search for the Hemingway legacy in Havana began with a visit to the Ambos
Mundos, the 1920's hotel where Hemingway occasionally stayed and wrote during
his 20-odd years in Cuba. With its view of Cathedral Square and the harbor
beyond--and its inviting ground-floor dining room--it wasn't hard to see
why Hemingway patronized the hotel. His favorite room, now a tourist attraction,
was unfortunately closed when we arrived, so we took ourselves to the nearby
Bodeguita Del Medio, the bar where he drank with his fellow bohemians. No
bohemians in view today, just large numbers of Canadian and European tourists
sipping daquiris and listening to an Afro-Cuban trio beat out salsa.
Back up Calle Obispo we went, passing one dollar-only shop after another,
heading for Hemingway's main hangout, El Floridita, which had a doorman
who greeted us in English, "Come in, come in, this is where Papa drank
mojitos." It was mid-day but the Floridita was crowded and raucous
with music, prompting us to find a cab and negotiate a trip to the Museo
Ernest Hemingway, the house in the town of San Francisco de Paula where
Hemingway lived for most of his time on the island. Located southwest of
Havana, the house (La Vigia) was a 19th century colonial residence that
sat on a hill and was surrounded by lush Caribbean trees and foliage.
had donated the house and everything in it to the Castro government when
he decamped the island in 1953. The government, it turned out, had perfectly
preserved the place, treating it with care and respect, and not only because
it was a cash-cow for the state with anywhere from 200-1000 daily visitors
paying $3 admission ($5 to snap photos). As our guide told us, Hemingway
was held in great esteem in Cuba, with books like "For Whom the Bells
Toll" and "The Old Man and the Sea" being taught in school
and read by the masses.
La Vigia was called a museum but it was anything but stuffy and lifeless;
on the contrary, there was a magical quality to the house, perhaps because
it was so open, airy and sunny, with white, high-ceilinged rooms filled
with books and paintings. It was forbidden to enter the premises, we were
told, but it was possible to walk around the wide verandas and peer in.
Hemingway's obsessions were in full view: the walls of the living room
were decorated with bullfight posters and the stuffed heads of hunted
animals. In the center of the room stood two reading chairs separated
by a table holding dozens of bottles of booze with original contents still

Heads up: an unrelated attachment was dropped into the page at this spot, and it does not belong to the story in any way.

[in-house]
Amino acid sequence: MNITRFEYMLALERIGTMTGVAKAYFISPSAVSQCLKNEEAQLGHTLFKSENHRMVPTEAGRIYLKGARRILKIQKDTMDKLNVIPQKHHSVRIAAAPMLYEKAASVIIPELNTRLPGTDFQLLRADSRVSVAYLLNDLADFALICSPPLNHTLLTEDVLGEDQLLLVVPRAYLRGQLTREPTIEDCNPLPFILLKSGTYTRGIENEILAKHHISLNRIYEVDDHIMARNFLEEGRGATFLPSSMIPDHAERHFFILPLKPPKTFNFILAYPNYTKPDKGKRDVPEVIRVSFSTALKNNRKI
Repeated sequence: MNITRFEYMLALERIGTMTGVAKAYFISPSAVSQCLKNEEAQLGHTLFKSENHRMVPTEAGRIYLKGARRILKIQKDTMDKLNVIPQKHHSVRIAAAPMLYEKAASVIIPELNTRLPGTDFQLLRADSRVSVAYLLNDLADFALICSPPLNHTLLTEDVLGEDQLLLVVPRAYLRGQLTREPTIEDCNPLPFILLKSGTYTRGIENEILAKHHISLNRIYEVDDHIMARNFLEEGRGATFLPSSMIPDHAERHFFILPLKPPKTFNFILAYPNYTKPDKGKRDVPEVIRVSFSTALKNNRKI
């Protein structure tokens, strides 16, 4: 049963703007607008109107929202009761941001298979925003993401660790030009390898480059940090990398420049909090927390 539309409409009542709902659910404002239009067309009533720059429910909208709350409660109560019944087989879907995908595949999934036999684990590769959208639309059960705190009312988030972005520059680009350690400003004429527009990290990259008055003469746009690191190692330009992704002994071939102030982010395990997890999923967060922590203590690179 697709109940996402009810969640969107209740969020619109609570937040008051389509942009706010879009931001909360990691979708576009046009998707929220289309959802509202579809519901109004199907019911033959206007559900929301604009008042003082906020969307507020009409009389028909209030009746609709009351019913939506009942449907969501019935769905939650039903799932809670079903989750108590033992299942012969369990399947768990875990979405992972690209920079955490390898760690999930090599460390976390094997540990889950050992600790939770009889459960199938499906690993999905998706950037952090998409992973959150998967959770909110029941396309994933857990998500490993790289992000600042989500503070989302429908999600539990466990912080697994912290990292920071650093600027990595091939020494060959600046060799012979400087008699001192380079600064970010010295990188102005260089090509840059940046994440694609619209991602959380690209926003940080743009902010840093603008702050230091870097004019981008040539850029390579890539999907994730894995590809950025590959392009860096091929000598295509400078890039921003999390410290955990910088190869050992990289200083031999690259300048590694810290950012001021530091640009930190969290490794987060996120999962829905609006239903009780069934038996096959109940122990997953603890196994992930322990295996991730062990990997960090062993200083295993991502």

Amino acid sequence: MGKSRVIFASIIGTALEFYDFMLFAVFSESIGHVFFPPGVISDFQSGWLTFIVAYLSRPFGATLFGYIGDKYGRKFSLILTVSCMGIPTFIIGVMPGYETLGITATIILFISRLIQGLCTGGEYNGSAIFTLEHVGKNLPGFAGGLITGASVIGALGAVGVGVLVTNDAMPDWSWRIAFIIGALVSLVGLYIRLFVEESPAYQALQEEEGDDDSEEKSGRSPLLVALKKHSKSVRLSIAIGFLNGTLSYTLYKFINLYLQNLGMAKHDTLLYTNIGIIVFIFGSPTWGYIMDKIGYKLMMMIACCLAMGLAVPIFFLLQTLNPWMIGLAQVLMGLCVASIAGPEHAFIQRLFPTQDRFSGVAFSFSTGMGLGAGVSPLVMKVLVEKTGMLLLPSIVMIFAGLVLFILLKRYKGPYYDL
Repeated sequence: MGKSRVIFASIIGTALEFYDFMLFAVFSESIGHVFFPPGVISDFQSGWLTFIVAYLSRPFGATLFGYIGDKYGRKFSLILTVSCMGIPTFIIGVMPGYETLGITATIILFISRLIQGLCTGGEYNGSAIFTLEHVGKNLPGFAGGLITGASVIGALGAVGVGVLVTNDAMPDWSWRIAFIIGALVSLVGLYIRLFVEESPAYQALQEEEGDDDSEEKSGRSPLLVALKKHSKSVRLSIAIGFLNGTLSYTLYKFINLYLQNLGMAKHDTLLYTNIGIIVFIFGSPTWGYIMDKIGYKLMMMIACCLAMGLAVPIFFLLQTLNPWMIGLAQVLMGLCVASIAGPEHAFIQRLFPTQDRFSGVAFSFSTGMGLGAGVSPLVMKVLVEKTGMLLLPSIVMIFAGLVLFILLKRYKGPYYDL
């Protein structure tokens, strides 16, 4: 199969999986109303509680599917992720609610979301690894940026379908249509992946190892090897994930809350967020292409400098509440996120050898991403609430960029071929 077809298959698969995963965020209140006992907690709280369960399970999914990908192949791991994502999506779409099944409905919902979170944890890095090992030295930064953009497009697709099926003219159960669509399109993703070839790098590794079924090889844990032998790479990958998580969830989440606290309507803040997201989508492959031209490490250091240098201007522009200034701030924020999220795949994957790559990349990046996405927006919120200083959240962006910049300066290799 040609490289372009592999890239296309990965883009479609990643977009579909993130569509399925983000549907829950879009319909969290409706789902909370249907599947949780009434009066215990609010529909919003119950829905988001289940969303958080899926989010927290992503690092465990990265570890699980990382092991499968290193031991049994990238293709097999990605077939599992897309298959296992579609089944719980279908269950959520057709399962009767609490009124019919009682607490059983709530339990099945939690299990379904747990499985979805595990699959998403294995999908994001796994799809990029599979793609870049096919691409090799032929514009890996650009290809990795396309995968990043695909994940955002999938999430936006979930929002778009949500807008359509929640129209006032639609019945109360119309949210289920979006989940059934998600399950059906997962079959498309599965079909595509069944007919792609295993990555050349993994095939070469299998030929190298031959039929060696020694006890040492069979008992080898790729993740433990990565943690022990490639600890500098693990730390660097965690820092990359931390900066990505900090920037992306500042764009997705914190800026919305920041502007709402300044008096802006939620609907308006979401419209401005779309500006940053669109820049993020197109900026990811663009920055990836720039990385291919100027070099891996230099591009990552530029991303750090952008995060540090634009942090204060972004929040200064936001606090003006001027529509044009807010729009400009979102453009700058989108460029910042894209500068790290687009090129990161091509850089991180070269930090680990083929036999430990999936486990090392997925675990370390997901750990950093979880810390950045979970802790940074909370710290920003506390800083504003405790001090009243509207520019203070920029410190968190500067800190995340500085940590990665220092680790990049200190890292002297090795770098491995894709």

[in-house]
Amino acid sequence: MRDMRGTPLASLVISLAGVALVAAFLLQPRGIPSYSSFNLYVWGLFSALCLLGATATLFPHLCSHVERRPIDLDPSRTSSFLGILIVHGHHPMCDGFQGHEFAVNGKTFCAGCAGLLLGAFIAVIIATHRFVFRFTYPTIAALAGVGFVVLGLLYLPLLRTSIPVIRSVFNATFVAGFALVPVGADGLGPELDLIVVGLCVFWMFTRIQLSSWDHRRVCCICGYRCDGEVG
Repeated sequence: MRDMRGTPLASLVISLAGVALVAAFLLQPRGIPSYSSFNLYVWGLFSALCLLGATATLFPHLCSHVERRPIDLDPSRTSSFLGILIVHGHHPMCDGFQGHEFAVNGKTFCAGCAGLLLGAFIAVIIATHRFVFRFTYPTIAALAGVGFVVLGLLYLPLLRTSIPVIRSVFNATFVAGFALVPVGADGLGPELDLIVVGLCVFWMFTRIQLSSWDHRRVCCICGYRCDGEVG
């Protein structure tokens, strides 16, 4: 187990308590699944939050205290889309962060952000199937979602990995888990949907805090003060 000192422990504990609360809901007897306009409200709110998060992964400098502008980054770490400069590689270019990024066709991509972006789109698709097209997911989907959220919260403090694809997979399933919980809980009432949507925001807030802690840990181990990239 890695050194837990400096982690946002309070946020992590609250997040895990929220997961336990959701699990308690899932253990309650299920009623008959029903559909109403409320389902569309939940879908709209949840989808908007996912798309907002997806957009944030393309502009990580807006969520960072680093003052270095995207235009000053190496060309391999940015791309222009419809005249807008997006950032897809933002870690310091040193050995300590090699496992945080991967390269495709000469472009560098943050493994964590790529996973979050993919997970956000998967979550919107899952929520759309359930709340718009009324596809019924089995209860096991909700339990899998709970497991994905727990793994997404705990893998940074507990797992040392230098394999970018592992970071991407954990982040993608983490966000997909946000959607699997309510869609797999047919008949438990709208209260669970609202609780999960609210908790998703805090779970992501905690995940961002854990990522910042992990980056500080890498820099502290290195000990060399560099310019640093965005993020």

intact. In a far corner was a dinner table set for three.
Hemingway's study allowed for even closer examination. Over his desk loomed
the massive head of an African water buffalo; on the desk itself sat pads,
pencils and pens--and a book: "Battle of the Rhinos." A nearby
bookcase held a fat dictionary on which was propped his portable typewriter.
On a table near a window was a yellowing copy of a magazine, "The
Field," and a collection of swords. There were family photos and
a shelf containing an assortment of shotgun shells. And books and more
had twin beds, neatly made. Some of the furnishings were extremely valuable,
said our guide: Picasso ceramics, paintings by Juan de Gris. Then he began
to spout nonsense: "This was where Hemingway brought his girl friends,"
he said. "He didn't care if his wife objected." Later he insisted
that Hemingway hated to write letters (ignoring the fact that he was a
The same guide was called aside by a museo official when a small group
of Russian tourists arrived. Though the massive Soviet presence in Cuba
had terminated in the early 90's, these VIPs were given special permission
to enter the house. They trooped from room to room, staring silently at
the things on display. When they exited the house, I asked them how they
felt about it. After the guide translated, they stared with hard, suspicious
faces at me. Finally one of the men spoke up: "It's magnificent."
There were gifts from Russia on sight in a tower room adjoining the one-story
main house, including a Sputnik model from a Soviet diplomat. The room
also held a collection of Hemingway's fishing rods and, under glass, a
signed copy of Calvin Coolidge's autobiography. On the walls was a gallery
of personal photographs: Hemingway as a boy in Michigan, Hemingway showing
off a huge marlin he had caught in local waters, Hemingway standing beside
Spencer Tracy and some of the crew involved in the filming of "The
Old Man of the Sea." Prominent was a snapshot of Hemingway delivering
his speech at the Nobel Prize ceremony in 1950 --and another of him posed
with Fidel Castro at a fishing competition in 1953. It was the only time
Hemingway and Castro had ever met.
hill from the house was a swimming pool and a nearby shed holding Hemingway's
fishing boat, The Pilar. Sitting up on blocks, the solid, unpretentious
boat was also perfectly preserved: paint fresh and gleaming, rails polished,
fishing rods and chairs in place. A group of Cuban schoolchildren sat
in the shade, making pencil and crayon sketches of the boat.
"You ought to talk to the captain of the Pilar," the guide suggested.
"He's still alive, you know."
On the way to Cojimar, where Captain Gregorio Fuentes lived, we worked
out that he had to be a good hundred years old. "His mind still works,"
the guide assured us. "If you give him ten dollars he will tell you
personal stories of Hemingway."
Cojimar was a fishing village with no fishing boats (they were all moored
elsewhere, in a security harbor), but there was a small Hemingway memorial
statue. Children pointed the way to Fuentes' home, a simple wooden shack
on the main street. My mind raced as I approached the front door, trying
to think of meaningful questions to ask him...only to be greeted by a
hand-written sign: "Mr Fuentes does not receive visitors."
Back in Havana I sought out a quiet bar to try and get over my disappointment.
The one I chose happened to have a small sign on the wall: "Hemingway
did not drink here."